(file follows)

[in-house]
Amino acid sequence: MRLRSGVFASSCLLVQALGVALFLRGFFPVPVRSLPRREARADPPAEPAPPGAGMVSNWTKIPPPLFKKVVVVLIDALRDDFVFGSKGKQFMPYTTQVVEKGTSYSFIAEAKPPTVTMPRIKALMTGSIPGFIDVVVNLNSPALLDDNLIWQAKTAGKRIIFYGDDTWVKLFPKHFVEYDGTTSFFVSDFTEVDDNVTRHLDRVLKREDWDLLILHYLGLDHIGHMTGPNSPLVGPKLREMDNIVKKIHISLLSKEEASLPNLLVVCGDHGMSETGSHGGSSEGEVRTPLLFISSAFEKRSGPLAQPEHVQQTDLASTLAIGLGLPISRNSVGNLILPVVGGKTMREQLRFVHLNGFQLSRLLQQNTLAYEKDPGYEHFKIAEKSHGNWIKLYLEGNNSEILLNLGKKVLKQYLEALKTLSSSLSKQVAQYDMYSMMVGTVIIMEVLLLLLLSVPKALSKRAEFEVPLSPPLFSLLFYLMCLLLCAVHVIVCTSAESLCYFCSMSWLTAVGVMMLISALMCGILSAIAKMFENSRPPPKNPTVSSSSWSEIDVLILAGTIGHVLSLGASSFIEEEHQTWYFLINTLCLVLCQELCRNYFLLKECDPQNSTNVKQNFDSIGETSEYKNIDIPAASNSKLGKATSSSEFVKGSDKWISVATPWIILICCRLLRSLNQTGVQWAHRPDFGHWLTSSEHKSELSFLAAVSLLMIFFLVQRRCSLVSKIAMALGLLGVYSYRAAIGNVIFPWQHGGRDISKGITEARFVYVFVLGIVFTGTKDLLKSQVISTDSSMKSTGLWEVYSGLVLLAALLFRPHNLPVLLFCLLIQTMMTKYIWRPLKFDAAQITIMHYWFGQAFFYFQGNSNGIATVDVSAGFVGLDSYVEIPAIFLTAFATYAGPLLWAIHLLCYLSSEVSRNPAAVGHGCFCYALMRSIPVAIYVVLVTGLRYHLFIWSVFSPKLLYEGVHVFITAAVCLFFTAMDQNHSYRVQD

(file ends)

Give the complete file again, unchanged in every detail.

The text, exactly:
[in-house]
Amino acid sequence: MRLRSGVFASSCLLVQALGVALFLRGFFPVPVRSLPRREARADPPAEPAPPGAGMVSNWTKIPPPLFKKVVVVLIDALRDDFVFGSKGKQFMPYTTQVVEKGTSYSFIAEAKPPTVTMPRIKALMTGSIPGFIDVVVNLNSPALLDDNLIWQAKTAGKRIIFYGDDTWVKLFPKHFVEYDGTTSFFVSDFTEVDDNVTRHLDRVLKREDWDLLILHYLGLDHIGHMTGPNSPLVGPKLREMDNIVKKIHISLLSKEEASLPNLLVVCGDHGMSETGSHGGSSEGEVRTPLLFISSAFEKRSGPLAQPEHVQQTDLASTLAIGLGLPISRNSVGNLILPVVGGKTMREQLRFVHLNGFQLSRLLQQNTLAYEKDPGYEHFKIAEKSHGNWIKLYLEGNNSEILLNLGKKVLKQYLEALKTLSSSLSKQVAQYDMYSMMVGTVIIMEVLLLLLLSVPKALSKRAEFEVPLSPPLFSLLFYLMCLLLCAVHVIVCTSAESLCYFCSMSWLTAVGVMMLISALMCGILSAIAKMFENSRPPPKNPTVSSSSWSEIDVLILAGTIGHVLSLGASSFIEEEHQTWYFLINTLCLVLCQELCRNYFLLKECDPQNSTNVKQNFDSIGETSEYKNIDIPAASNSKLGKATSSSEFVKGSDKWISVATPWIILICCRLLRSLNQTGVQWAHRPDFGHWLTSSEHKSELSFLAAVSLLMIFFLVQRRCSLVSKIAMALGLLGVYSYRAAIGNVIFPWQHGGRDISKGITEARFVYVFVLGIVFTGTKDLLKSQVISTDSSMKSTGLWEVYSGLVLLAALLFRPHNLPVLLFCLLIQTMMTKYIWRPLKFDAAQITIMHYWFGQAFFYFQGNSNGIATVDVSAGFVGLDSYVEIPAIFLTAFATYAGPLLWAIHLLCYLSSEVSRNPAAVGHGCFCYALMRSIPVAIYVVLVTGLRYHLFIWSVFSPKLLYEGVHVFITAAVCLFFTAMDQNHSYRVQD